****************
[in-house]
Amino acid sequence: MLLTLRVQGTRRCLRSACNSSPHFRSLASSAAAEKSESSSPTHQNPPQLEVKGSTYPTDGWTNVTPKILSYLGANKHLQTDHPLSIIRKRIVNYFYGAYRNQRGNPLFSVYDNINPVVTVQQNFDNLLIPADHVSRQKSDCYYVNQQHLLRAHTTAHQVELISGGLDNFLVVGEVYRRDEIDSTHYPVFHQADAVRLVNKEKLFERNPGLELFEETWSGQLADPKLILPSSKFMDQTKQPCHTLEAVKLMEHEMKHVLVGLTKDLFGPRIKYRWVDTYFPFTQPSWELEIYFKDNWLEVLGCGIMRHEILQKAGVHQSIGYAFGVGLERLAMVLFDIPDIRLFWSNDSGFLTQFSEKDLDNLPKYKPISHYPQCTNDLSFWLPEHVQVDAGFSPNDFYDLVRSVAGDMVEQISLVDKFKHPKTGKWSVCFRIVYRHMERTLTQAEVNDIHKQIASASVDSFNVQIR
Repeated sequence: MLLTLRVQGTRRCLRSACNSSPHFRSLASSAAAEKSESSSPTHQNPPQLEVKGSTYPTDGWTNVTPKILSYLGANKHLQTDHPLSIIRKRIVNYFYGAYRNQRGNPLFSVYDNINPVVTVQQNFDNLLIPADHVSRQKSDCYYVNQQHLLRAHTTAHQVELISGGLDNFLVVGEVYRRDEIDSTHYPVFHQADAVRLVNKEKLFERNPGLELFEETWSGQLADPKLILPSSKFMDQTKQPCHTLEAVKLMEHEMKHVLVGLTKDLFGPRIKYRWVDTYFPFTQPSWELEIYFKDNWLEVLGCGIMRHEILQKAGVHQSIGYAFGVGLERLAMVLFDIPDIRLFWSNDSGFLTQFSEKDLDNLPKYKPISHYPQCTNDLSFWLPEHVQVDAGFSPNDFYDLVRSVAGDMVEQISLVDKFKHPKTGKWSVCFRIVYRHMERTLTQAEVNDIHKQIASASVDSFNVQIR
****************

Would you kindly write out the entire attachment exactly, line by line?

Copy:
[in-house]
Amino acid sequence: MLLTLRVQGTRRCLRSACNSSPHFRSLASSAAAEKSESSSPTHQNPPQLEVKGSTYPTDGWTNVTPKILSYLGANKHLQTDHPLSIIRKRIVNYFYGAYRNQRGNPLFSVYDNINPVVTVQQNFDNLLIPADHVSRQKSDCYYVNQQHLLRAHTTAHQVELISGGLDNFLVVGEVYRRDEIDSTHYPVFHQADAVRLVNKEKLFERNPGLELFEETWSGQLADPKLILPSSKFMDQTKQPCHTLEAVKLMEHEMKHVLVGLTKDLFGPRIKYRWVDTYFPFTQPSWELEIYFKDNWLEVLGCGIMRHEILQKAGVHQSIGYAFGVGLERLAMVLFDIPDIRLFWSNDSGFLTQFSEKDLDNLPKYKPISHYPQCTNDLSFWLPEHVQVDAGFSPNDFYDLVRSVAGDMVEQISLVDKFKHPKTGKWSVCFRIVYRHMERTLTQAEVNDIHKQIASASVDSFNVQIR
Repeated sequence: MLLTLRVQGTRRCLRSACNSSPHFRSLASSAAAEKSESSSPTHQNPPQLEVKGSTYPTDGWTNVTPKILSYLGANKHLQTDHPLSIIRKRIVNYFYGAYRNQRGNPLFSVYDNINPVVTVQQNFDNLLIPADHVSRQKSDCYYVNQQHLLRAHTTAHQVELISGGLDNFLVVGEVYRRDEIDSTHYPVFHQADAVRLVNKEKLFERNPGLELFEETWSGQLADPKLILPSSKFMDQTKQPCHTLEAVKLMEHEMKHVLVGLTKDLFGPRIKYRWVDTYFPFTQPSWELEIYFKDNWLEVLGCGIMRHEILQKAGVHQSIGYAFGVGLERLAMVLFDIPDIRLFWSNDSGFLTQFSEKDLDNLPKYKPISHYPQCTNDLSFWLPEHVQVDAGFSPNDFYDLVRSVAGDMVEQISLVDKFKHPKTGKWSVCFRIVYRHMERTLTQAEVNDIHKQIASASVDSFNVQIR